This past October Lauren and I vacationed in Germany. I’d visited Germany as part of a blitzkrieg 30-day Europe tour as a high school senior (Mom & Dad – hope you know how grateful I am for that opportunity!), and had a couple of limited business trips, but hadn’t really seen the country. This was the first time I’d been able to really enjoy the country as an adult.
After a hard negotiation with the travel agent to steer clear of Dachau—as I reasonably explained to her, the Jews never really wanted to go there in the first place—we settled on an itinerary that started in Munich, swung through Baden-Baden, went up to Heidelberg and wound up in Berlin. Baden-Baden and the Black Forest in general were lovely—we enjoyed great dinners, won seven Euros on roulette, watched parasailers at the top of the funicular, bathed in thermal springs, and hiked to the Grandfather Tree with our slightly-cracked beekeeper tour guide.
On our second night in Baden-Baden, we had dinner at the Casino. The dessert menu featured a deconstructed Black Forest cake and I suddenly had a revelation: a Black Forest Cake beer. Black Forest cake is surprisingly light: a light chocolate sponge soaked in cherry liqueur, sour cherries, whipped cream frosting. If you’re thinking heavy, you’re probably envisioning a German Chocolate cake.
So what would this be? Sour cherry and chocolate. But not a strong pastry stout: something drier, lower-alcohol—streamlined. Like an Irish stout. Soured? Yes. Fermented over sour cherries and cacao nibs. And: lagered to avoid any residual fruitiness. The recipe came together directly on the heels of the inspiration.
As it almost inevitably turns out in the beer world, this idea isn’t entirely original—I ran across a couple cans of Black Forest Cake beer at a gift shop. But their version is much more of a dessert beer. As completed, the HLH rendition strikes an interesting balance between the sour and the sweet, with the chocolate adding an earthy background that is in no way cloying. It is exactly what it was intended to be.
On our Black Forest hike, we were taken to Lake Mummelsee—a pretty little lake high in the mountains. The legends surrounding the lake include that it was once the home of mermaids. These mermaids would emerge from the lake during the day to work and socialize with the local townsfolk, but they would always return to the lake by 11pm.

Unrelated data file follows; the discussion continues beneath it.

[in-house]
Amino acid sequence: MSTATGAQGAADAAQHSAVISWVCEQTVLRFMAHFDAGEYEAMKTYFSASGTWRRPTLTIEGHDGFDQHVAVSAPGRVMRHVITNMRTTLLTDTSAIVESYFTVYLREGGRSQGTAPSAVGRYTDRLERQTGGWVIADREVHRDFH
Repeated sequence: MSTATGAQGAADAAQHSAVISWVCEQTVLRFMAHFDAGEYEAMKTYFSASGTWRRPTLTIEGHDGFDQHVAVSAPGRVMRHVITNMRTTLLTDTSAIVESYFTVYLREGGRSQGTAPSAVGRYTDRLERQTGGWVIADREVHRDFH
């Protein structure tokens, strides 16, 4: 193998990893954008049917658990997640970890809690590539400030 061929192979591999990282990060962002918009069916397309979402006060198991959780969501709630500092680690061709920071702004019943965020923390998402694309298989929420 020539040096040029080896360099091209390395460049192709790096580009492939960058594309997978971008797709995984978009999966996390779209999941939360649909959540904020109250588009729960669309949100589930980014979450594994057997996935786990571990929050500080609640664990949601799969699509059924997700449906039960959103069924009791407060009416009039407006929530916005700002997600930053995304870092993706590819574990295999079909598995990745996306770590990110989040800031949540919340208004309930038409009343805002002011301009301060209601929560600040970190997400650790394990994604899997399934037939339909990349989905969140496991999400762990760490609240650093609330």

One young man fell in love with a mermaid and was desperate to spend more time with her. One day he had the bright idea of setting back the clock an hour to delay her departure to midnight. So she got back to the lake an hour late; and of course, in the morning she was dead. In the lake there’s a statue that pays tribute to this tragedy.
This legend made a beautiful namesake for the beer and souvenir for the trip. The label image would have to pay tribute as well, and the thought of the clock striking 11 evoked the Black Forest cuckoo clock that I brought home as my other souvenir.
With mermaids and cuckoo clocks and beer swimming through my mind, they started to resolve into something startlingly close to Tony Millionaire’s Maakies strip, starring Drinky Crow. In a foolhardy moment I wondered whether it would be possible to get a drawing from the man himself. Then I discovered his home on the web. I took the plunge and he was more than pleased to bring the vision to life. I am freaking thrilled to have Drinky Crow popping out of a cuckoo clock on one of my beers. So as they say, nothing ventured, nothing gained.
I’m not a Wilco superfan but every once and again I fall hard. There’s an exquisite balance to their music.
From one angle, Jeff Tweedy’s songwriting is simple, grounded in elemental roots idioms with an occasional garnish of hooky pop chord changes. From another, his lyrics are impressionistic and a little inscrutable, but not in a generic way—there are shards of specificity that burn hard.
From a third angle, they are masters of a comfortable, lived-in shuffle, the kind that gets the dads in the audience moving their dad-bods in eerie synchrony. From a fourth, they’ve got some serious experimental musicians in their lineup and use the shuffle as a virus to inject some sorely-needed skronk into the host organism.
A song like “Impossible Germany” can be examined from all those angles at once.